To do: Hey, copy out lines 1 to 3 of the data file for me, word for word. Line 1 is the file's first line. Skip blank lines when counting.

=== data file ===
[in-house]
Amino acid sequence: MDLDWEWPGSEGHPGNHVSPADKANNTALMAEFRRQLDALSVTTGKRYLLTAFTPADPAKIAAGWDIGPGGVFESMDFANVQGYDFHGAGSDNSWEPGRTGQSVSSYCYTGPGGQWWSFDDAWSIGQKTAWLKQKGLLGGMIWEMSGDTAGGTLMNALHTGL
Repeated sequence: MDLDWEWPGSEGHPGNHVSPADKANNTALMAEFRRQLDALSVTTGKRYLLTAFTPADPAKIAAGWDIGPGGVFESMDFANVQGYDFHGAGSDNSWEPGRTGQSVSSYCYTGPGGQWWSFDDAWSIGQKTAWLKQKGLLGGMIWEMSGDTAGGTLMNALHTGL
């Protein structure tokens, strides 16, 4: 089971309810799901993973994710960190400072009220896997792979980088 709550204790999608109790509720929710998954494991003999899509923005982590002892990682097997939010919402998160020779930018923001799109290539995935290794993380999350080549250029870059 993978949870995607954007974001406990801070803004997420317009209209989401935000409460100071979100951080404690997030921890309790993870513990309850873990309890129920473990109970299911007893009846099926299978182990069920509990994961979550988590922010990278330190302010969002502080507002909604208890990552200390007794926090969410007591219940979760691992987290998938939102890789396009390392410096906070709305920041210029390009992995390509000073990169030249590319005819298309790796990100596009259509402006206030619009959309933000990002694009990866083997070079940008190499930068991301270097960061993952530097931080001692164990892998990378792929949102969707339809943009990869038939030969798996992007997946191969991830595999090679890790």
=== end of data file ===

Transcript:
[in-house]
Amino acid sequence: MDLDWEWPGSEGHPGNHVSPADKANNTALMAEFRRQLDALSVTTGKRYLLTAFTPADPAKIAAGWDIGPGGVFESMDFANVQGYDFHGAGSDNSWEPGRTGQSVSSYCYTGPGGQWWSFDDAWSIGQKTAWLKQKGLLGGMIWEMSGDTAGGTLMNALHTGL
Repeated sequence: MDLDWEWPGSEGHPGNHVSPADKANNTALMAEFRRQLDALSVTTGKRYLLTAFTPADPAKIAAGWDIGPGGVFESMDFANVQGYDFHGAGSDNSWEPGRTGQSVSSYCYTGPGGQWWSFDDAWSIGQKTAWLKQKGLLGGMIWEMSGDTAGGTLMNALHTGL